This project addresses a question of fundamental importance to both the biological and medical fields; how does the stress a mother experiences impact her offspring? Specifically, this project examines how maternal stress alters the morphology, behavior and physiology of offspring, and how these changes ultimately affect offspring survival - in both highly stressful and benign environments. The scientists challenge the widely held belief that maternal stress negatively affects offspring. They propose that maternal stress prepares offspring for high stress conditions. This project tests, in lizards, whether offspring of stressed mothers will survive better in high stress environments (containing predatory, invasive fire ants), worse in low stress environments and if lizards that come from stressful environments are better able to deal with stress. By testing the consequences of exposure to novel predatory ants, this project addresses the global issue of the impacts of environmental change. The results work will inform the prediction and management of the imported red fire ant, which currently threatens the survival of many vertebrates in the southern USA. This work will leverage the strong community interest in these invasive fire ants to engage students and the community in science. The investigators will partner with the Girl Scouts of Southern Alabama and Park Forest Middle School in Pennsylvania to develop science related education tools involving both the local community and school-aged students.
Maternal stress is a driving factor affecting offspring phenotypes and is traditionally viewed as 'costly' to organismal fitness. This project tests the hypothesis that predator-induced maternal stress adaptively prepares offspring for the high-risk environment experienced by the mother. It examines whether offspring from stressed mothers survive better in high-risk environments and the potential mechanisms (morphology, physiology, and behavior) that may affect survival differences. The investigators will use a combination of laboratory manipulations, and natural and semi-captive field experiments using free-living fence lizards (prey) and fire ants (predator). Maternal and egg stress levels will be experimentally manipulated and resulting offspring phenotype measured before offspring are released into high or low predator risk environments and natural survival measured. By testing these assumptions in fence lizards captured from fire ant invaded and non-invaded sites, this project evaluates the influence of an evolutionary history of risk on the strength of these effects. This project will contribute to the understanding of the consequences of maternal stress for offspring fitness within evolutionary and ecologically relevant environments, and challenge the assumption that consequences of stress are necessarily negative. The proposed project addresses the globally-important issue of invasive red fire ants. Investigators will partner with the Girl Scouts of Southern Alabama and Park Forest Middle School in Pennsylvania, developing science related classroom activities, educating the local community and school-aged students. The proposed work supports the training of 1 Masters and 1 Doctoral student, 1 post-doctoral fellow, 4 undergraduates, and an early career scientist.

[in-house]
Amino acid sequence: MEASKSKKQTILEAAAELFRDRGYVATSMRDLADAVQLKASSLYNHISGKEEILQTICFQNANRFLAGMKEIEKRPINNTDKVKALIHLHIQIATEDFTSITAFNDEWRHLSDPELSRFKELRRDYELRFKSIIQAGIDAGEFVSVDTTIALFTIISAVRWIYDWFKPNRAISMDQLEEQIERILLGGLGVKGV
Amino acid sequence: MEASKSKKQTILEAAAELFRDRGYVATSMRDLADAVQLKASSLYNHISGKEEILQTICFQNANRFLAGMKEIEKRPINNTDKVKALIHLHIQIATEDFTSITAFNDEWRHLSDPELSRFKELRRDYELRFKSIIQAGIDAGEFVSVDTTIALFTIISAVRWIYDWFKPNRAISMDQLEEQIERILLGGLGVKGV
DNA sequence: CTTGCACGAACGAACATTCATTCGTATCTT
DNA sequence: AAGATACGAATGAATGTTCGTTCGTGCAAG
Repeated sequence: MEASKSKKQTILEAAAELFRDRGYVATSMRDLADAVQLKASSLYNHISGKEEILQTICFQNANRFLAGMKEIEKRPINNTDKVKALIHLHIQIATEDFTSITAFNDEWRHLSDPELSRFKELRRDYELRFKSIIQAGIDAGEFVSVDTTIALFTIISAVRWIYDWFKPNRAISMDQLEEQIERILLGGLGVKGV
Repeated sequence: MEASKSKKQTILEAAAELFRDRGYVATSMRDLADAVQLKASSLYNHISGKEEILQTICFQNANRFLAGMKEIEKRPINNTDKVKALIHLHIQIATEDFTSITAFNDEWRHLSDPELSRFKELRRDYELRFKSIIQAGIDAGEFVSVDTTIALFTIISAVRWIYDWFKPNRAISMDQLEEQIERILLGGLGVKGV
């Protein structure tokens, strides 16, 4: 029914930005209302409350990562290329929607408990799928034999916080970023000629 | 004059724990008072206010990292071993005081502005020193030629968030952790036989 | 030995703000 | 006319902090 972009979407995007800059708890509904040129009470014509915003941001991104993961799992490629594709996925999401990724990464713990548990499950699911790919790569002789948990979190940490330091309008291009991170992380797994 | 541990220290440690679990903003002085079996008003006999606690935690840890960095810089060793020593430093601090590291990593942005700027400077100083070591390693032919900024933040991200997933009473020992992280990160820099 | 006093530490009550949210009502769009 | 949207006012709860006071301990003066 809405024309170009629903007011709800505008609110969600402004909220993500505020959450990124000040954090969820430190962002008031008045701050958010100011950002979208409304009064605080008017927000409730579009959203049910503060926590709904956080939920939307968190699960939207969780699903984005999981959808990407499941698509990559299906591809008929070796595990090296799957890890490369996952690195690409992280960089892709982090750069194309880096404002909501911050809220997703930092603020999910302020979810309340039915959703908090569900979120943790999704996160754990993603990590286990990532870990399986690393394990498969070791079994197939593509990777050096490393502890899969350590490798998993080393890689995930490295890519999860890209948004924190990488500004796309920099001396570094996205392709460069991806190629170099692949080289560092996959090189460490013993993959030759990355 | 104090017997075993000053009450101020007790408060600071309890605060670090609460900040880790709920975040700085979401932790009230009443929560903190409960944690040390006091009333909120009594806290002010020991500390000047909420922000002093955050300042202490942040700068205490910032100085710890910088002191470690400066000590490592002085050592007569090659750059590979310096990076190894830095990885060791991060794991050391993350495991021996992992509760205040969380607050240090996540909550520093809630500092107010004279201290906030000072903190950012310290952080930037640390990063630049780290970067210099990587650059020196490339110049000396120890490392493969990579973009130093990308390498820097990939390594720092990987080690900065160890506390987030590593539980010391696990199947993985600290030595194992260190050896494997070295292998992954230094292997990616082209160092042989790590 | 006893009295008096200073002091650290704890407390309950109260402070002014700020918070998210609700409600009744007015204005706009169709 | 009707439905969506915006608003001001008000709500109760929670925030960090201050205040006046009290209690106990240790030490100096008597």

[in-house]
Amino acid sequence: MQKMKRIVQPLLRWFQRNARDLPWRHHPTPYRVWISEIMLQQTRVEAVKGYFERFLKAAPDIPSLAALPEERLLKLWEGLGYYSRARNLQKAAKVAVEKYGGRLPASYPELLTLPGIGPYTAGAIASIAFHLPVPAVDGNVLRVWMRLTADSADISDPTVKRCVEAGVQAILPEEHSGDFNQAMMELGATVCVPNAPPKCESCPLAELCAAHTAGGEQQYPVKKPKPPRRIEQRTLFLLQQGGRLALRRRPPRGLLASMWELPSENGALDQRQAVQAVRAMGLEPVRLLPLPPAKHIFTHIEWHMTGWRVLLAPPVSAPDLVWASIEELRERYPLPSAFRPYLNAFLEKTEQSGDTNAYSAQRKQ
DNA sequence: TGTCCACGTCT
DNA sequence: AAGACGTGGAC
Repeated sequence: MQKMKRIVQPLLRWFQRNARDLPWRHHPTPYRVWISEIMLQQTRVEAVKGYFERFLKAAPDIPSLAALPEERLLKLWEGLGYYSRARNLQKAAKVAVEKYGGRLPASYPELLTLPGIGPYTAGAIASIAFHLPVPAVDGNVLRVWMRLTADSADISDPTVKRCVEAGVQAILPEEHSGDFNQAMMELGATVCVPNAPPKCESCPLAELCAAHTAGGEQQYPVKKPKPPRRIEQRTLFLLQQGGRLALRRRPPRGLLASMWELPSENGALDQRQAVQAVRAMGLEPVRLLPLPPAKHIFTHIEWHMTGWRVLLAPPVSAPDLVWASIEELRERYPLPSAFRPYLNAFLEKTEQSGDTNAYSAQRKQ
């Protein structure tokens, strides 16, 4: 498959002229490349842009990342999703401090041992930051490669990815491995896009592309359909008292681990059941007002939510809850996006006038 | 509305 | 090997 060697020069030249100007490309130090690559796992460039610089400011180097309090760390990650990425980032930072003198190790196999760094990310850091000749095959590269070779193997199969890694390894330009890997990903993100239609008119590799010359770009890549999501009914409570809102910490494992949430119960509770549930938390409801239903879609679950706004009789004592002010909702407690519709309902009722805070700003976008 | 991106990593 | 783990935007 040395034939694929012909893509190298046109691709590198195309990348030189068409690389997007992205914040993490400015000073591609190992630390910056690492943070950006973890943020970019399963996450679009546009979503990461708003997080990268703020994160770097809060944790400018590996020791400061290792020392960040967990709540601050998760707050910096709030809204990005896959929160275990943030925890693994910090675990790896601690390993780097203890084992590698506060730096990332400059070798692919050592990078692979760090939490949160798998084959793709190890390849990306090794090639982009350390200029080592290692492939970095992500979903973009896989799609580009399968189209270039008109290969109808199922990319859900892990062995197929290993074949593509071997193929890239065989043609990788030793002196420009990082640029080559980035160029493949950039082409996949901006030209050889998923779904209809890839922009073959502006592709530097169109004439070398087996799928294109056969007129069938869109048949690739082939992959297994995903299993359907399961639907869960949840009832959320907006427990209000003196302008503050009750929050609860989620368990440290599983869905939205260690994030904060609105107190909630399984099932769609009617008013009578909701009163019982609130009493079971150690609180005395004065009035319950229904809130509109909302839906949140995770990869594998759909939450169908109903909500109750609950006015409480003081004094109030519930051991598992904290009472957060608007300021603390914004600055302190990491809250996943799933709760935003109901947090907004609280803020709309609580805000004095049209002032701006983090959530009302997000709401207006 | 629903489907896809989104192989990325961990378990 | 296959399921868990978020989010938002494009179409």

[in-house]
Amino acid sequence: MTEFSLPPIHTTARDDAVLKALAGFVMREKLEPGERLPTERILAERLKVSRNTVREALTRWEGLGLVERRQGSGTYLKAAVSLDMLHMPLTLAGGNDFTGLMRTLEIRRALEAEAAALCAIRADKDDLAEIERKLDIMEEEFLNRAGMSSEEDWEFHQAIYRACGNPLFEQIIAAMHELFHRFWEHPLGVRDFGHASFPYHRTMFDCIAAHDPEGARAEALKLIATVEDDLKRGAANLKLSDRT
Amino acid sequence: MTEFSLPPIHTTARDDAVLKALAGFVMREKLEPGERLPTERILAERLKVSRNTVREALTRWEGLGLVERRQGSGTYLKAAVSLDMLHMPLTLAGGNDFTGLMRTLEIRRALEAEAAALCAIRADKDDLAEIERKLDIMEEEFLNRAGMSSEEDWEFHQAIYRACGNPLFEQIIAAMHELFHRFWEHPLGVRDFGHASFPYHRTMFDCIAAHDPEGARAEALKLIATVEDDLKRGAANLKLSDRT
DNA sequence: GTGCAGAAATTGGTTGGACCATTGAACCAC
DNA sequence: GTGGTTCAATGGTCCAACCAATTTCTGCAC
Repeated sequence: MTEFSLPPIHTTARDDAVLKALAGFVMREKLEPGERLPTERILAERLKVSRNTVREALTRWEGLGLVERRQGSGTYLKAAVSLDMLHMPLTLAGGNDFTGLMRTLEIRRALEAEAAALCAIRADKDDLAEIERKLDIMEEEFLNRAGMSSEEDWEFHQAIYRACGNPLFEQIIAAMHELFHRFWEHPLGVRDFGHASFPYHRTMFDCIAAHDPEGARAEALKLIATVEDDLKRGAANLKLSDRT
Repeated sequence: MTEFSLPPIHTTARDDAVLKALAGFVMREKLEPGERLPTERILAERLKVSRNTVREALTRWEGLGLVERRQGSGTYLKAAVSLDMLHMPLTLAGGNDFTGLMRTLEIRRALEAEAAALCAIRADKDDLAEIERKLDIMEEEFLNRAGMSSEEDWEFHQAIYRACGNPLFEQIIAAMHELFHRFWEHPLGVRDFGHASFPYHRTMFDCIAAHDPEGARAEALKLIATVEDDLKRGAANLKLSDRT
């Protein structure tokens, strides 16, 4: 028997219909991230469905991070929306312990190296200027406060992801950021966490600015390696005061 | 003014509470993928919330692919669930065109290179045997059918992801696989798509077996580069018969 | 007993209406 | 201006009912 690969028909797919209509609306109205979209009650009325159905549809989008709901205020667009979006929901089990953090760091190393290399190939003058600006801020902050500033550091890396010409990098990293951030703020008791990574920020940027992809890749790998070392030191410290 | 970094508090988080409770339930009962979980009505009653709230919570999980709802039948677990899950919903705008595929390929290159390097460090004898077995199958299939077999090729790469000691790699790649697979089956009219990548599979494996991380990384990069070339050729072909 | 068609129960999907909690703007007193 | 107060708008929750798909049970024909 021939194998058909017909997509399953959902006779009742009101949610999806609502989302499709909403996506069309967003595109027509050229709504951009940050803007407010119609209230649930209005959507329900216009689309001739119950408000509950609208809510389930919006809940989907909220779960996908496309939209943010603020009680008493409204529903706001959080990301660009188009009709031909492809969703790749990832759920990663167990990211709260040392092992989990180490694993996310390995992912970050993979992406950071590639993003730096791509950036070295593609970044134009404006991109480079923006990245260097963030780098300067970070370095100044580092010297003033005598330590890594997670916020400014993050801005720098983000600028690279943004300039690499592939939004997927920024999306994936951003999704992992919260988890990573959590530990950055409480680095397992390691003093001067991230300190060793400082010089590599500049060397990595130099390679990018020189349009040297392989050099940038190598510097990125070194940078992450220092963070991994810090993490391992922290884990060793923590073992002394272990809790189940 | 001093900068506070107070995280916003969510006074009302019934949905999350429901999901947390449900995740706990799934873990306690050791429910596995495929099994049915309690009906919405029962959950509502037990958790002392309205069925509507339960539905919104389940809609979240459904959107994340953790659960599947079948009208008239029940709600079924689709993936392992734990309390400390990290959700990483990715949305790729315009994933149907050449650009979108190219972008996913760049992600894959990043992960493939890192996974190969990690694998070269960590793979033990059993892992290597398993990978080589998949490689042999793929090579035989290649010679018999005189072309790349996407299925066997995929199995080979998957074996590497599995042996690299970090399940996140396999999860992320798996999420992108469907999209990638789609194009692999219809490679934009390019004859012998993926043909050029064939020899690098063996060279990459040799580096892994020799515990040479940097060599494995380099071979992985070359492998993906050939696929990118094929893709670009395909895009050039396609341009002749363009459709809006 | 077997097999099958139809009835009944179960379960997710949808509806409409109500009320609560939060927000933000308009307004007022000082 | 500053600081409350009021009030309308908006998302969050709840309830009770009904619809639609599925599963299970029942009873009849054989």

|Effective start/end date||6/15/15 → 5/31/19|
- National Science Foundation: $618,535.00